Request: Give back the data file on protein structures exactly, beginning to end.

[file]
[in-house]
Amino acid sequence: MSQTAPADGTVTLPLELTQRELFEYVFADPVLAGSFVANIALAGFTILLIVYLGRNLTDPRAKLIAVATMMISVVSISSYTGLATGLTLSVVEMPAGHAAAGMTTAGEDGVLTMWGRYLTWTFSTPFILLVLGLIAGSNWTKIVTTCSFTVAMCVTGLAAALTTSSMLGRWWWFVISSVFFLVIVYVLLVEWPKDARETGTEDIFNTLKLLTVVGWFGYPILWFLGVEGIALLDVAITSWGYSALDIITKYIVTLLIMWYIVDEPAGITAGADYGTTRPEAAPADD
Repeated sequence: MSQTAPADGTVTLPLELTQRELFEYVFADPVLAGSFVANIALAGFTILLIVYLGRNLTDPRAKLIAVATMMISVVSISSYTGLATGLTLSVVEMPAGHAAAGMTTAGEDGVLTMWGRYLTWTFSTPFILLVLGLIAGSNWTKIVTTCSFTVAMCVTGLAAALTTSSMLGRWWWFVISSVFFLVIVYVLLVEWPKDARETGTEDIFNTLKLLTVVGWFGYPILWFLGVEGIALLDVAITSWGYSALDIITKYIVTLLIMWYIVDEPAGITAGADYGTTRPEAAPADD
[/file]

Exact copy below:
[in-house]
Amino acid sequence: MSQTAPADGTVTLPLELTQRELFEYVFADPVLAGSFVANIALAGFTILLIVYLGRNLTDPRAKLIAVATMMISVVSISSYTGLATGLTLSVVEMPAGHAAAGMTTAGEDGVLTMWGRYLTWTFSTPFILLVLGLIAGSNWTKIVTTCSFTVAMCVTGLAAALTTSSMLGRWWWFVISSVFFLVIVYVLLVEWPKDARETGTEDIFNTLKLLTVVGWFGYPILWFLGVEGIALLDVAITSWGYSALDIITKYIVTLLIMWYIVDEPAGITAGADYGTTRPEAAPADD
Repeated sequence: MSQTAPADGTVTLPLELTQRELFEYVFADPVLAGSFVANIALAGFTILLIVYLGRNLTDPRAKLIAVATMMISVVSISSYTGLATGLTLSVVEMPAGHAAAGMTTAGEDGVLTMWGRYLTWTFSTPFILLVLGLIAGSNWTKIVTTCSFTVAMCVTGLAAALTTSSMLGRWWWFVISSVFFLVIVYVLLVEWPKDARETGTEDIFNTLKLLTVVGWFGYPILWFLGVEGIALLDVAITSWGYSALDIITKYIVTLLIMWYIVDEPAGITAGADYGTTRPEAAPADD